LGMD2A is a variable condition in terms of severity and the weakness is always progressive with time although the rate of progression varies from person to person. The course of the condition can be mild and wheelchair use may be required many years after onset.

Life expectancy is generally within a normal range because the heart and breathing muscles are usually not affected. In later stages of the condition, breathing difficulties can occur but are usually less severe than in other muscular dystrophies. These symptoms can include poor sleep, nightmares, tiredness or headaches after waking up in the morning, lack of appetite and falling asleep during the day.


  • The limb girdle muscular dystrophies (LGMD)
  • Inheritance


  • give you accurate and up-to-date information about your or your child’s muscle-wasting condition, and let you know of progress in research
  • give you tips and advice about day-to-day life, written by people who know exactly what it’s like to live with a muscle-wasting condition
  • put you in touch with other families living with the same muscle-wasting condition, who can tell you about their experiences
  • tell you about – and help you get – the services, equipment and support you’re entitled to.

If you would like your GP or other health professional to have more information about the Limb-girdle muscular dystrophies, we have some relevant materials. We’ve developed an online training module for GPs, as well as one for physiotherapists working with adults with muscle-wasting conditions. Contact our helpline or email us to find out more.


The friendly staff in the care and support team at the Muscular Dystrophy UK’s London office are available on 0800 652 6352 or info@musculardystrophyuk.org from 8.30am to 6pm Monday to Friday to offer free information and emotional support.

If they can’t help you, they are more than happy to signpost you to specialist services close to you, or to other people who can help.

If you have feedback about this factsheet or would like to request any references used to produce it, please email info@musculardystrophyuk.org.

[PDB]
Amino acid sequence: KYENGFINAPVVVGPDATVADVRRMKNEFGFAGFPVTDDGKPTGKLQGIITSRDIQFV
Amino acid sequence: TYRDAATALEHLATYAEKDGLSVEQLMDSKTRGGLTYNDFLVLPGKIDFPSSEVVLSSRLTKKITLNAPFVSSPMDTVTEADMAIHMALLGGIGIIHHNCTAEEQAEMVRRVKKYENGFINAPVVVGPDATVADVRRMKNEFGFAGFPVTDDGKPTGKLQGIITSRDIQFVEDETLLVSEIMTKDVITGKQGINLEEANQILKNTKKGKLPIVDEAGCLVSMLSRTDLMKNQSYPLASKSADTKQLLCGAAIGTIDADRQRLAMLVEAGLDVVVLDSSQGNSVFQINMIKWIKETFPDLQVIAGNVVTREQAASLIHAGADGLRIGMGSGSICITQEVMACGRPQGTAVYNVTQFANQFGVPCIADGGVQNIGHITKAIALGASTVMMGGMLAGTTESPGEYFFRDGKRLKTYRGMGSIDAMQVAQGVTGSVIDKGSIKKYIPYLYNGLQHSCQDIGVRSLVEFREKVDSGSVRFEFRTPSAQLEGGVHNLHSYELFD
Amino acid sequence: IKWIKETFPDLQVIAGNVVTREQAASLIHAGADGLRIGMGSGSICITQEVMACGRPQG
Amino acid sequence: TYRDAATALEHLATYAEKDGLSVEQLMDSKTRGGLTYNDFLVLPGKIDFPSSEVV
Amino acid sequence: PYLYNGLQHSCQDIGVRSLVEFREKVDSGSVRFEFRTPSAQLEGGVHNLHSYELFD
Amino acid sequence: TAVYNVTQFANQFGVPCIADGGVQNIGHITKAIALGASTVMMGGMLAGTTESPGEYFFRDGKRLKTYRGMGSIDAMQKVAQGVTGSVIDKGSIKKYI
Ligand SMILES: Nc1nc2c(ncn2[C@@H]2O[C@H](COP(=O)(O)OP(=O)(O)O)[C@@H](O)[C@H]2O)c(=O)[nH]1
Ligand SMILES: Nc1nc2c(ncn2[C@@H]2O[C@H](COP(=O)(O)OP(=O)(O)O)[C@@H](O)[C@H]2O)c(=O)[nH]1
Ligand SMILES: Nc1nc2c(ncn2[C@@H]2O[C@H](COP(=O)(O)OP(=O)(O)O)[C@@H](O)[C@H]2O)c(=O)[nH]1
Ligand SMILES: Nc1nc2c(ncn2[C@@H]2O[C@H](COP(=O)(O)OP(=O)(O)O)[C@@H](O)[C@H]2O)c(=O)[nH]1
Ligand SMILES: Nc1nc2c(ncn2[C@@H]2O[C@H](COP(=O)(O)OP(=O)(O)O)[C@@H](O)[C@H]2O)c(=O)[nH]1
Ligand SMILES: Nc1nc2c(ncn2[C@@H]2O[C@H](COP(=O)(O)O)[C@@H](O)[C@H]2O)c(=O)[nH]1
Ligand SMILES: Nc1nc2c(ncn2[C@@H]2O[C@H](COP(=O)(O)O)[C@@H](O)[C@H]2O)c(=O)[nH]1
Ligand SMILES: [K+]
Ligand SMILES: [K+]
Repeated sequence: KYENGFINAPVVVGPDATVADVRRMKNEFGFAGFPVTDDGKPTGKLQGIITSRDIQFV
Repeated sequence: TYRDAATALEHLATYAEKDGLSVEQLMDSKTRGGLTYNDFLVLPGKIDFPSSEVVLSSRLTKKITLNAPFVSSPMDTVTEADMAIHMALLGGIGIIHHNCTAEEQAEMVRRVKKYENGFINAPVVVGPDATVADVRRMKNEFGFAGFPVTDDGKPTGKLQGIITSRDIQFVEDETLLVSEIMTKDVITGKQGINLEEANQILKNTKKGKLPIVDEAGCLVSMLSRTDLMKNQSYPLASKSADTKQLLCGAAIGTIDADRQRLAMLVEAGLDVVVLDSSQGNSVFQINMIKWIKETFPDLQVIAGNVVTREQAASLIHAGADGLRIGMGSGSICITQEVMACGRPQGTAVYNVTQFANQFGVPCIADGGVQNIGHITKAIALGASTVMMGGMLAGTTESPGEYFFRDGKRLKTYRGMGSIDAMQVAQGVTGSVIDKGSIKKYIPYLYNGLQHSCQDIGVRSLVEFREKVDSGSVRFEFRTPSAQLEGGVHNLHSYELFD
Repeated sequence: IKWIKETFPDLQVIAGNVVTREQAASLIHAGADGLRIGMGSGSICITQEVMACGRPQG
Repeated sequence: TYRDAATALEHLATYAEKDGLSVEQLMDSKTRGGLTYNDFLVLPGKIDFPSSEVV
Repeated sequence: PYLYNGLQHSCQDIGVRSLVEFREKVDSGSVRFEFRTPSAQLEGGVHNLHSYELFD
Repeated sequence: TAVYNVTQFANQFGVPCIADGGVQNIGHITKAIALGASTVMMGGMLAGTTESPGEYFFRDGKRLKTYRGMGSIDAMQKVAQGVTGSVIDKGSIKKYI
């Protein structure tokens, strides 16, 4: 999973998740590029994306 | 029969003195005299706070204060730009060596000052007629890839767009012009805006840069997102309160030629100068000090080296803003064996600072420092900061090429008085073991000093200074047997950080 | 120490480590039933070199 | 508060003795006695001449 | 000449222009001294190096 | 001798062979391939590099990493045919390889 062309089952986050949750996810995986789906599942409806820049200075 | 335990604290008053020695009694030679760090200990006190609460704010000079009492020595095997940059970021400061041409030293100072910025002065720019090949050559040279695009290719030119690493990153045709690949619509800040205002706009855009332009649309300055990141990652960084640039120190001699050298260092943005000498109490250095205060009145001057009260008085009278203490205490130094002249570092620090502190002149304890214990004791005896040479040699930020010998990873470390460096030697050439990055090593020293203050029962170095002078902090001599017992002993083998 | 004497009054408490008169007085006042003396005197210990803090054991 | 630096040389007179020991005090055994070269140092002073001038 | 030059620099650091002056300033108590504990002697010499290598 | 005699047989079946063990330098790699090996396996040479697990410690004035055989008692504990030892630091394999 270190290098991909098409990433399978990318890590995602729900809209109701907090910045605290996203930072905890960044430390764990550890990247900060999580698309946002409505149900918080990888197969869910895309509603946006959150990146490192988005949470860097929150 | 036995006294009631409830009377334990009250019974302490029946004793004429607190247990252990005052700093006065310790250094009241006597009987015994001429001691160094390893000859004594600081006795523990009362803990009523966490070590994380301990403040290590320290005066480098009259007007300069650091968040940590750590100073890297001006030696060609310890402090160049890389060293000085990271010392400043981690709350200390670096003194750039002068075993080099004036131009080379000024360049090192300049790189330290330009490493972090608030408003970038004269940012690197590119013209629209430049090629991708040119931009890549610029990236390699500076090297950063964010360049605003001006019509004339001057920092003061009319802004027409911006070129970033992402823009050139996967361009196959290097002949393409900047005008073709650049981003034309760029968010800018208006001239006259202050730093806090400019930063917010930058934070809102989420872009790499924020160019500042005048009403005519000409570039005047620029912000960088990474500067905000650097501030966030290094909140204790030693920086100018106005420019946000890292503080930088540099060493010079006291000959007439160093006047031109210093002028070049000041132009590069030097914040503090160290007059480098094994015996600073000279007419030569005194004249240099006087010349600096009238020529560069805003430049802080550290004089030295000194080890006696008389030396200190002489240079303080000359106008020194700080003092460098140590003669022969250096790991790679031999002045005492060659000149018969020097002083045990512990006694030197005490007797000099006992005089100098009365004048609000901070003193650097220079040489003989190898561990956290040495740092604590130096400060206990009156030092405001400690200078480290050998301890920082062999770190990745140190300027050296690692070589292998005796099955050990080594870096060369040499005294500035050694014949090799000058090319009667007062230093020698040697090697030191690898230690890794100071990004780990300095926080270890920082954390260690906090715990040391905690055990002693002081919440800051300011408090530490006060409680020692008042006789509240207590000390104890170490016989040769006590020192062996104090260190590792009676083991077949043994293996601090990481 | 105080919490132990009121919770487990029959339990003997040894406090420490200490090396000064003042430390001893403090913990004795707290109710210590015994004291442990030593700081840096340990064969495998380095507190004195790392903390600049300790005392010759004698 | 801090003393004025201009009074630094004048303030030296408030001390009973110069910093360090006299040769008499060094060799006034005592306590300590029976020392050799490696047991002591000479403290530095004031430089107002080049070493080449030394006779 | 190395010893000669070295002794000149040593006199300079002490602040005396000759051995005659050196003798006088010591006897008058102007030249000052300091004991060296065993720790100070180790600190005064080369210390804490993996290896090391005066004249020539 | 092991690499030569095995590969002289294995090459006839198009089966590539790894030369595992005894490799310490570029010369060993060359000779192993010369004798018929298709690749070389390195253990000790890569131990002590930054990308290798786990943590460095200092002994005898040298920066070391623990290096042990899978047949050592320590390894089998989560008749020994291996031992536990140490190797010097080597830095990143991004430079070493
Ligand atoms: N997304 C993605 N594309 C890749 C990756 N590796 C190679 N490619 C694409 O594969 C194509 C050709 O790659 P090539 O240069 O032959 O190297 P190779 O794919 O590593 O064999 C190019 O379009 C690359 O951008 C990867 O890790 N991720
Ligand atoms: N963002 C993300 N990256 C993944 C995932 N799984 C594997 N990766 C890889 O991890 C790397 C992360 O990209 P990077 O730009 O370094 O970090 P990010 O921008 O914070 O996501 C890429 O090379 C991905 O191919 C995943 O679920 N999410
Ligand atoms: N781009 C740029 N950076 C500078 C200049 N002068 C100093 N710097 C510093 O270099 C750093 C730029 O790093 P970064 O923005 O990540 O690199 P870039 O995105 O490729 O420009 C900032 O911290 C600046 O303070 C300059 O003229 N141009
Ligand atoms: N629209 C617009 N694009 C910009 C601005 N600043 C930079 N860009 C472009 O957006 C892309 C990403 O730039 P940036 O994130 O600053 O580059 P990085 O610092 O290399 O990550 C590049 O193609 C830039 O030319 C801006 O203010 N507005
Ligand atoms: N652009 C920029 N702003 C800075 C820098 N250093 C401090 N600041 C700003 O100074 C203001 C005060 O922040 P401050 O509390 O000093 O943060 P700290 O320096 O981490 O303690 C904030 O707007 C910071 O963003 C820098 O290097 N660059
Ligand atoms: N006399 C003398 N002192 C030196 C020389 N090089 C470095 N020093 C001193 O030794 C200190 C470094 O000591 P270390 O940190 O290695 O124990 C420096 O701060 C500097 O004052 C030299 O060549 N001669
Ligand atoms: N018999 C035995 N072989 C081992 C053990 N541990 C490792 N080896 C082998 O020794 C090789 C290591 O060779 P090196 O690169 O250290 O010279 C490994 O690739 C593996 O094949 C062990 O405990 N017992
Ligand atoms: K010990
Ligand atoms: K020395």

Version 3 / Date published: November 2007 / Original author: The clinical neuromuscular team at the Institute of Genetic Medicine, Newcastle upon Tyne, incorporating the National Specialised Commissioning Team service for the limb girdle muscular dystrophies. Clinical neuromuscular team at Newcastle upon Tyne: Professor K.M.D. Bushby MD FRCP, Professor of Neuromuscular Genetics; Professor V. Straub MD, Professor of Neuromuscular Genetics; Professor H. Lochmuller MD, Professor of Experimental Myology; Dr M. Eagle, Consultant Physiotherapist; Dr M. Guglieri, Senior Research Associate, Honorary Consultant Geneticist; L. Hastings, Neuromuscular Nurse Specialist; A. Sarkozy, Specialty Doctor in Neuromuscular Genetics.  / Updated: March 2012  / Updated by:  / Date of review: November 2013 / Registered Charity No. 205395 and Registered Scottish Charity No. SC039445

Disclaimer

While every reasonable effort is made to ensure that the information in this document is complete, correct and up-to-date, this cannot be guaranteed and Muscular Dystrophy UK shall not be liable whatsoever for any damages incurred as a result of its use. Muscular Dystrophy UK does not necessarily endorse the services provided by the organisations listed in our factsheets.

If you have feedback about this factsheet or want to request references, please email info@musculardystrophyuk.org.

Printable version of limb girdle muscular dystrophy 2A factsheet